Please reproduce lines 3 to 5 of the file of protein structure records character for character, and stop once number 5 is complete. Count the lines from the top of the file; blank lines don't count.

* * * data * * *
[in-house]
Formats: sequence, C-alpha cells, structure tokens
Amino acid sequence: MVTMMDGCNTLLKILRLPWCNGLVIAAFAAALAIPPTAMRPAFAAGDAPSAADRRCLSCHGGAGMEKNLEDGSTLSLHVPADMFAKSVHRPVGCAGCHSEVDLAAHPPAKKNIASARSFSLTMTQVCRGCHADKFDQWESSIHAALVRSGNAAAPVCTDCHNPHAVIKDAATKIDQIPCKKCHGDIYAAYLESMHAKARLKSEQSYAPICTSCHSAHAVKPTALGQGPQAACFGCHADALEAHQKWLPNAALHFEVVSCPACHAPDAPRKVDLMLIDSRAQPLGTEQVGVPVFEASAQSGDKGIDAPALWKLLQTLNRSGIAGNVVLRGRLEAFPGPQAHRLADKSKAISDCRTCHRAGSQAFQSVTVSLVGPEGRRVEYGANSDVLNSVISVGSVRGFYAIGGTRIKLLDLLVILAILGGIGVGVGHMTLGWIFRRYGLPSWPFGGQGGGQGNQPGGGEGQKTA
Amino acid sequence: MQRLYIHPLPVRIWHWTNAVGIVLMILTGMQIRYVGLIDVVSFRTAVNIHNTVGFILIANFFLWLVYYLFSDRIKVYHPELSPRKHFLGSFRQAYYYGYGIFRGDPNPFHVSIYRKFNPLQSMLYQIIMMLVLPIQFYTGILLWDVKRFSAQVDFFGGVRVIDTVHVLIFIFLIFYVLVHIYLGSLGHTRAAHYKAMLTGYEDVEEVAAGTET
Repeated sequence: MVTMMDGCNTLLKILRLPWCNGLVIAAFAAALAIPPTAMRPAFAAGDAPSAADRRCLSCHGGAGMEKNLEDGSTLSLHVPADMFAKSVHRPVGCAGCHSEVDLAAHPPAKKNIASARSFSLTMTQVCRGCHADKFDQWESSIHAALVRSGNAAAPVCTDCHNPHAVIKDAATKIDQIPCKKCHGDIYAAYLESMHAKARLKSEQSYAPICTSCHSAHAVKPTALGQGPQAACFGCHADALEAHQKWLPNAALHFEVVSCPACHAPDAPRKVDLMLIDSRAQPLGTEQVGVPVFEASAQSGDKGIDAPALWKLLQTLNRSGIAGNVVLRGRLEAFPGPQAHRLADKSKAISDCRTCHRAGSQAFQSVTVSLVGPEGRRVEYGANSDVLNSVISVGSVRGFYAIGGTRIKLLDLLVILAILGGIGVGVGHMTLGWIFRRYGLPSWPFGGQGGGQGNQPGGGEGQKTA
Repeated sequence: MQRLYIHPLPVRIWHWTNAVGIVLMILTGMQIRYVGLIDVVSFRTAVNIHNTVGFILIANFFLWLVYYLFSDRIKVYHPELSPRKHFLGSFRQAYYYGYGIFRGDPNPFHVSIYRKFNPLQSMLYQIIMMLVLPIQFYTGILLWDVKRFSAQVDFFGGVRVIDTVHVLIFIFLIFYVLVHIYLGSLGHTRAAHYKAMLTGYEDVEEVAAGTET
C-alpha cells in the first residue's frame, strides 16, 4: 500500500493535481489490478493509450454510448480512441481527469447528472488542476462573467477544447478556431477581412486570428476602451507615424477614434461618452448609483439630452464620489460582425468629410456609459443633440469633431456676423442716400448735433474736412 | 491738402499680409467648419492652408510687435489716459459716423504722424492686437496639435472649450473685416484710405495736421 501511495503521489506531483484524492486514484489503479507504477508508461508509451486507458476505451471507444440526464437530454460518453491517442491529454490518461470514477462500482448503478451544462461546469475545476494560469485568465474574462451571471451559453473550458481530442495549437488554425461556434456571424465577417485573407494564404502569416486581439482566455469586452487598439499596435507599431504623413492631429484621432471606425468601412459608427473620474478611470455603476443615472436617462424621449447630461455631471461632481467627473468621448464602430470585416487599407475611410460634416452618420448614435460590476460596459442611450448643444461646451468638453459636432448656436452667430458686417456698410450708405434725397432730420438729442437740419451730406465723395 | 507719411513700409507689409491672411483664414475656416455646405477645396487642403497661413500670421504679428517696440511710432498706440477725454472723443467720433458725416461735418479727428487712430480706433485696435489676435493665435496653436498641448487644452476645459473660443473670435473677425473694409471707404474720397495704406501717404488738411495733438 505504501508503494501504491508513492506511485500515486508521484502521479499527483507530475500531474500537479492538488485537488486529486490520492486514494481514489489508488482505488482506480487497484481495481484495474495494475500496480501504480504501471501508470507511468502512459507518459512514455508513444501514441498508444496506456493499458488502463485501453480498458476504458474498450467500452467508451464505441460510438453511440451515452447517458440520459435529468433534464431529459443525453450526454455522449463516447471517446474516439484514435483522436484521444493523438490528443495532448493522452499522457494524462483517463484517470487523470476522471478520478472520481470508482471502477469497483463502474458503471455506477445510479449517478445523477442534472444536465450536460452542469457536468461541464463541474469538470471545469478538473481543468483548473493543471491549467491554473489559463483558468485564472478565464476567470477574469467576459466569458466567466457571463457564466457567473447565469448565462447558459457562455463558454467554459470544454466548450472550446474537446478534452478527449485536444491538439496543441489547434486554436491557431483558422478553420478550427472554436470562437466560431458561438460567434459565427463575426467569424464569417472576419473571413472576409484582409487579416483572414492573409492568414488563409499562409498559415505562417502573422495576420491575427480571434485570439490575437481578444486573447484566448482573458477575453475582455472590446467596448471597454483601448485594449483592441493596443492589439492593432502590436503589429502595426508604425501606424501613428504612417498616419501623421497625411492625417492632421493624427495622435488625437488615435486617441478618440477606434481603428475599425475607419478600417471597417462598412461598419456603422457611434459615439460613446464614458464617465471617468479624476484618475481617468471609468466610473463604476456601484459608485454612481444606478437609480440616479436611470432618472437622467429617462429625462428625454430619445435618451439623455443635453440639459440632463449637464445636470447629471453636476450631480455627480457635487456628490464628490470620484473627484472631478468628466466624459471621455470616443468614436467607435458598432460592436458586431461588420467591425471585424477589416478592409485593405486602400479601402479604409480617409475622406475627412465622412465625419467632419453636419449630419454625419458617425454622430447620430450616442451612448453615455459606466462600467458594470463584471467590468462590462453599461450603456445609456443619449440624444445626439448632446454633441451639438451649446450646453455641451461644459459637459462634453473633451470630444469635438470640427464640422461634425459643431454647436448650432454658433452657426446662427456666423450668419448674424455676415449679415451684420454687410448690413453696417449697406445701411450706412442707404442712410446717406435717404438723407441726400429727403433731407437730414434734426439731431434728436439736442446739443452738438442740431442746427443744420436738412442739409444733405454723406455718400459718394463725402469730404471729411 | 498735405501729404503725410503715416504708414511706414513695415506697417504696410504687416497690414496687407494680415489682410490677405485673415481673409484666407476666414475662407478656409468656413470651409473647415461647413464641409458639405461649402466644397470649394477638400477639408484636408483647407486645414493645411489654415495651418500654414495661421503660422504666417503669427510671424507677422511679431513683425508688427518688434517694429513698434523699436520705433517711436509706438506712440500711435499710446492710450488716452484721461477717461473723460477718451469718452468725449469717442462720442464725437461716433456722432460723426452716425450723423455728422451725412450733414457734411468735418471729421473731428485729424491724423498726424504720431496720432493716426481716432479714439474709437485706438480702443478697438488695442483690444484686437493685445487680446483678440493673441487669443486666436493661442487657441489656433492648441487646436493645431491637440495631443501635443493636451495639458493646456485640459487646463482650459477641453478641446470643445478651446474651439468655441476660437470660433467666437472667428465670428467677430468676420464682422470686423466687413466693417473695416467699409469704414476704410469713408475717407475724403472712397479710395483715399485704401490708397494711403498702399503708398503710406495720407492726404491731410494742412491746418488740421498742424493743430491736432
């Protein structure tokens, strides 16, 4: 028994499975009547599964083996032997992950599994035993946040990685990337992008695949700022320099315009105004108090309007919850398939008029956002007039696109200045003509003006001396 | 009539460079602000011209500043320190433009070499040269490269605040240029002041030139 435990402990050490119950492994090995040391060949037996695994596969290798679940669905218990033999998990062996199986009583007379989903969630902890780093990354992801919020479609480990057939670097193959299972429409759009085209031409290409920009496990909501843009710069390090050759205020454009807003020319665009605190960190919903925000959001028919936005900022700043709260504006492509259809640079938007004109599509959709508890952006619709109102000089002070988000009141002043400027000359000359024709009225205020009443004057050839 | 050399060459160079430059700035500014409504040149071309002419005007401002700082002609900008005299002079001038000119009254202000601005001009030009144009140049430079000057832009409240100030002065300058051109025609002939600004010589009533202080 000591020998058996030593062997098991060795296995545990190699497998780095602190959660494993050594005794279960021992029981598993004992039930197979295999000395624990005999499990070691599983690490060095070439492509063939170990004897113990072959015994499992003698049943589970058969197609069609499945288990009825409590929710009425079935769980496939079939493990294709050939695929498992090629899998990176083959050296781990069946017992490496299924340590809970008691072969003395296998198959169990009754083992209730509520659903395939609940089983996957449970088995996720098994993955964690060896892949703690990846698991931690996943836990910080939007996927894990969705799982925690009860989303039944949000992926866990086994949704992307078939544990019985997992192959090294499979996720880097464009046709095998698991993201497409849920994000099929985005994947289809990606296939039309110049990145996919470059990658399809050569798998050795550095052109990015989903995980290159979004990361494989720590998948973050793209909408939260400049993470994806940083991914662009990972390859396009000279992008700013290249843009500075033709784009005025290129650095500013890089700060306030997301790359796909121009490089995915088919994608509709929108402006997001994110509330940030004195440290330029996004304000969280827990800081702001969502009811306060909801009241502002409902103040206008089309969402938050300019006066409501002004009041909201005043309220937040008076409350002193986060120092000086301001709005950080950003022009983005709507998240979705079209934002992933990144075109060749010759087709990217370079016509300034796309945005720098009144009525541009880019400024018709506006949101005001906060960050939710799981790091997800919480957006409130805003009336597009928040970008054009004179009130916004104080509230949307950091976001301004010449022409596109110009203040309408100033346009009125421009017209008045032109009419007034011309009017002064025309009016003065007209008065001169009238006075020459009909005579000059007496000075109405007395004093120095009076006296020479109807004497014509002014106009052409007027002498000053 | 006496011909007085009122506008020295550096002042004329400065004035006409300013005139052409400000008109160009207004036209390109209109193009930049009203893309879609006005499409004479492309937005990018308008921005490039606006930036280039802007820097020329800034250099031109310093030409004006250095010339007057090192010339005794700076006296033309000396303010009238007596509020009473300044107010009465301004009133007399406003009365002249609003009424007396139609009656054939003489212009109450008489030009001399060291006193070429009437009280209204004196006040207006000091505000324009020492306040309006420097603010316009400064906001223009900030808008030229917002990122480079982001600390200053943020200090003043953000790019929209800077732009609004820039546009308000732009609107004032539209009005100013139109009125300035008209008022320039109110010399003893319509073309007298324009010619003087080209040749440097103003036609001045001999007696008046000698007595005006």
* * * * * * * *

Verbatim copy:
Amino acid sequence: MVTMMDGCNTLLKILRLPWCNGLVIAAFAAALAIPPTAMRPAFAAGDAPSAADRRCLSCHGGAGMEKNLEDGSTLSLHVPADMFAKSVHRPVGCAGCHSEVDLAAHPPAKKNIASARSFSLTMTQVCRGCHADKFDQWESSIHAALVRSGNAAAPVCTDCHNPHAVIKDAATKIDQIPCKKCHGDIYAAYLESMHAKARLKSEQSYAPICTSCHSAHAVKPTALGQGPQAACFGCHADALEAHQKWLPNAALHFEVVSCPACHAPDAPRKVDLMLIDSRAQPLGTEQVGVPVFEASAQSGDKGIDAPALWKLLQTLNRSGIAGNVVLRGRLEAFPGPQAHRLADKSKAISDCRTCHRAGSQAFQSVTVSLVGPEGRRVEYGANSDVLNSVISVGSVRGFYAIGGTRIKLLDLLVILAILGGIGVGVGHMTLGWIFRRYGLPSWPFGGQGGGQGNQPGGGEGQKTA
Amino acid sequence: MQRLYIHPLPVRIWHWTNAVGIVLMILTGMQIRYVGLIDVVSFRTAVNIHNTVGFILIANFFLWLVYYLFSDRIKVYHPELSPRKHFLGSFRQAYYYGYGIFRGDPNPFHVSIYRKFNPLQSMLYQIIMMLVLPIQFYTGILLWDVKRFSAQVDFFGGVRVIDTVHVLIFIFLIFYVLVHIYLGSLGHTRAAHYKAMLTGYEDVEEVAAGTET
Repeated sequence: MVTMMDGCNTLLKILRLPWCNGLVIAAFAAALAIPPTAMRPAFAAGDAPSAADRRCLSCHGGAGMEKNLEDGSTLSLHVPADMFAKSVHRPVGCAGCHSEVDLAAHPPAKKNIASARSFSLTMTQVCRGCHADKFDQWESSIHAALVRSGNAAAPVCTDCHNPHAVIKDAATKIDQIPCKKCHGDIYAAYLESMHAKARLKSEQSYAPICTSCHSAHAVKPTALGQGPQAACFGCHADALEAHQKWLPNAALHFEVVSCPACHAPDAPRKVDLMLIDSRAQPLGTEQVGVPVFEASAQSGDKGIDAPALWKLLQTLNRSGIAGNVVLRGRLEAFPGPQAHRLADKSKAISDCRTCHRAGSQAFQSVTVSLVGPEGRRVEYGANSDVLNSVISVGSVRGFYAIGGTRIKLLDLLVILAILGGIGVGVGHMTLGWIFRRYGLPSWPFGGQGGGQGNQPGGGEGQKTA